Comparing Two Lists – VBA UDF shootout between Linear Search, Binary Search, Collection and Dictionary

I often run into the problem of having to compare two lists in Excel, to see what items are in the list to look for that can’t be found in the list to look in.

So when I saw Dick Kusleika’s post on Daily Dose of Excel I thought it was time I got my act together and worked out the best way of tackling this problem.

I decided to write a VBA UDF called IsInList2 that called 6 methods:

  • Sorting the the LookIn list and using Binary Search to compare the items in the LookFor list
  • Using linear search of the LookIn list for each item in the LookFor list
  • Create a Collection containing the LookIn list and check it for each item in the LookFor list
  • Create a Dictionary containing the LookIn list and check it for each item in the LookIn list
  • Use an already sorted LookIn List and Binary Search
  • Look for partial matches using InStr

Overview of the IsInList 2 UDF

The IsInList2 UDF is written as an array function returning an array of True/False. Its designed to be called as a multi-cell array function entered in the column next to the LookFor list, so that you can Filter for False to find all the items in the LookFor list that don’t exits in the LookIn list.

For simplicity the UDF is written assuming that both lists are Ranges with at least 2 items: so the first task is to get the values from the Ranges into variant arrays.
(I have ignored the optimisation of using MATCH directly on the Range).

Then the output array is created as the smaller of the calling cells and the the LookFor list

Then if its an exact match the data is either Sorted, added to a Collection or to a Dictionary

Then the function iterates through the LookFor list using the appropriate method subroutine and stores the result in the output array

The QuickSort Sub

Here is the code for a QuickSort of a variant containing an array. The Quicksort would be substantially faster if it was strongly typed and handled a vector rather than a 1-column matrix.


Sub QSortVar(InputValues As Variant, jStart As Long, jEnd As Long)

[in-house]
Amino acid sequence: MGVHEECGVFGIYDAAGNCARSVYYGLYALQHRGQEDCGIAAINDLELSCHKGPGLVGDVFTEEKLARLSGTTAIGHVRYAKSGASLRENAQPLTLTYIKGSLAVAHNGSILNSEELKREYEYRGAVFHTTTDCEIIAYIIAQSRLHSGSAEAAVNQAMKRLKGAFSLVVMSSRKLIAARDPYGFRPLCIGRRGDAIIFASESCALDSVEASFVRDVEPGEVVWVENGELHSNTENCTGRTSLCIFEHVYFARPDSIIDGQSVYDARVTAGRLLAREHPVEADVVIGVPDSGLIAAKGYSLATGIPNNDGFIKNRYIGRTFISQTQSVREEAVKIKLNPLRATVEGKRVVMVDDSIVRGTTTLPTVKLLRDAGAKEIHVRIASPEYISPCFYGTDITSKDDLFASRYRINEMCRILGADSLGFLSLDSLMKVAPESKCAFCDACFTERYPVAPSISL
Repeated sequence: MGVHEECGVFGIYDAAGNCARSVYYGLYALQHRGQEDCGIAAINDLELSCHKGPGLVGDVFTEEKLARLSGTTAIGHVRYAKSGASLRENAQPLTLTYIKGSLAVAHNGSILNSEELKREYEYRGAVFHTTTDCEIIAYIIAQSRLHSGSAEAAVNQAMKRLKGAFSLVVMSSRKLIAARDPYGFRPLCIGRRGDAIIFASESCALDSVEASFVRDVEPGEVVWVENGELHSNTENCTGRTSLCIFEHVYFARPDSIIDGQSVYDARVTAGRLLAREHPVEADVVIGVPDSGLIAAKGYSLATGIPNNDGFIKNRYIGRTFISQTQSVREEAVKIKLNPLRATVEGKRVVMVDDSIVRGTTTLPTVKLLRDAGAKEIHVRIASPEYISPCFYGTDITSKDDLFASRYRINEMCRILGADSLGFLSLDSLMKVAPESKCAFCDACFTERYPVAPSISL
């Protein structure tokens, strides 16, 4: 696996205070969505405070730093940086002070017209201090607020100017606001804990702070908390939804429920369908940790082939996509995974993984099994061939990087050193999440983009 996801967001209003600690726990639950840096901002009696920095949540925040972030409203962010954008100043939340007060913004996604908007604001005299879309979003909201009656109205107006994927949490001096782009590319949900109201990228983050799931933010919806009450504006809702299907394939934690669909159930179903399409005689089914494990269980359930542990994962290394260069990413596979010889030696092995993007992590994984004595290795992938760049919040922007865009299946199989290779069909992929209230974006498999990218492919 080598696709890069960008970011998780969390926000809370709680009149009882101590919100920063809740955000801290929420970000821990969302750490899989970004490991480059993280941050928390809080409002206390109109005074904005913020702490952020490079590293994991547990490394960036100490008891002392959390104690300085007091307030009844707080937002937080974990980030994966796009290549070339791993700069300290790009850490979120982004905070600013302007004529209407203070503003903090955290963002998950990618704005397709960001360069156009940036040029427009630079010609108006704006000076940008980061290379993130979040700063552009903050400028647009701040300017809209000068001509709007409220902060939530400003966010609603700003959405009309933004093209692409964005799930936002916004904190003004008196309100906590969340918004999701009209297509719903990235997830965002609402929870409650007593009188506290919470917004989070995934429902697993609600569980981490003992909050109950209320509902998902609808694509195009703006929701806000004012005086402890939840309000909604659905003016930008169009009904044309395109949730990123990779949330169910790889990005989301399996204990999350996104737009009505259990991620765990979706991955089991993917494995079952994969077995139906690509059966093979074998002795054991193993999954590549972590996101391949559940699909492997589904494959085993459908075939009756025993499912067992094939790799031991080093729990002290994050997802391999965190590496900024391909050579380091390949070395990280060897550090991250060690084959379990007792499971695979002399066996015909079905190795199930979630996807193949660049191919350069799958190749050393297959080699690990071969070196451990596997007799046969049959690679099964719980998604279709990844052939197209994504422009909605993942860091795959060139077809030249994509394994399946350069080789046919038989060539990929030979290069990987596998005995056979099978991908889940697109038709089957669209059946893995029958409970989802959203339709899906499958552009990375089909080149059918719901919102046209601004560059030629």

Dim jStart2 As Long
 Dim jEnd2 As Long
 Dim v1 As Variant
 Dim v2 As Variant
 jStart2 = jStart
 jEnd2 = jEnd
 '
 ' choose random pivot
 '
 v1 = InputValues((jStart + (jEnd - jStart) * Rnd()), 1)
 While jStart2 < jEnd2
 While InputValues(jStart2, 1) < v1 And jStart2 < jEnd
 jStart2 = jStart2 + 1
 Wend
 While InputValues(jEnd2, 1) > v1 And jEnd2 > jStart
 jEnd2 = jEnd2 - 1
 Wend
 If jStart2 < jEnd2 Then
 v2 = InputValues(jStart2, 1)
 InputValues(jStart2, 1) = InputValues(jEnd2, 1)
 InputValues(jEnd2, 1) = v2
 End If
 If jStart2 <= jEnd2 Then
 jStart2 = jStart2 + 1
 jEnd2 = jEnd2 - 1
 End If
 Wend
 If jEnd2 > jStart Then QSortVar InputValues, jStart, jEnd2
 If jStart2 < jEnd Then QSortVar InputValues, jStart2, jEnd
 End Sub

The Binary Search Function

For simplicity this function is also written to handle a variant containing an array, and would be faster if more strongly typed.
Its not designed as a UDF: its called from IsInList2.


Function BSearchMatch(LookupValue As Variant, LookupArray As Variant) As Boolean
 '
 ' use binary search to find if lookupvalue exists in lookuparray
 '
 Dim low As Long
 Dim high As Long
 Dim middle As Long
 Dim varMiddle As Variant
 Dim jRow As Long
 '
 jRow = 1
 BSearchMatch = False
 low = 0
 high = UBound(LookupArray)
 Do While high - low > 1
 middle = (low + high) \ 2
 varMiddle = LookupArray(middle, 1)
 If varMiddle >= LookupValue Then
 high = middle
 Else
 low = middle
 End If
 Loop
 '
 If (low > 0 And high <= UBound(LookupArray)) Then
 If LookupArray(high, 1) > LookupValue Then
 jRow = low
 Else
 jRow = high
 End If
 End If
 If LookupValue = LookupArray(jRow, 1) Then BSearchMatch = True
 End Function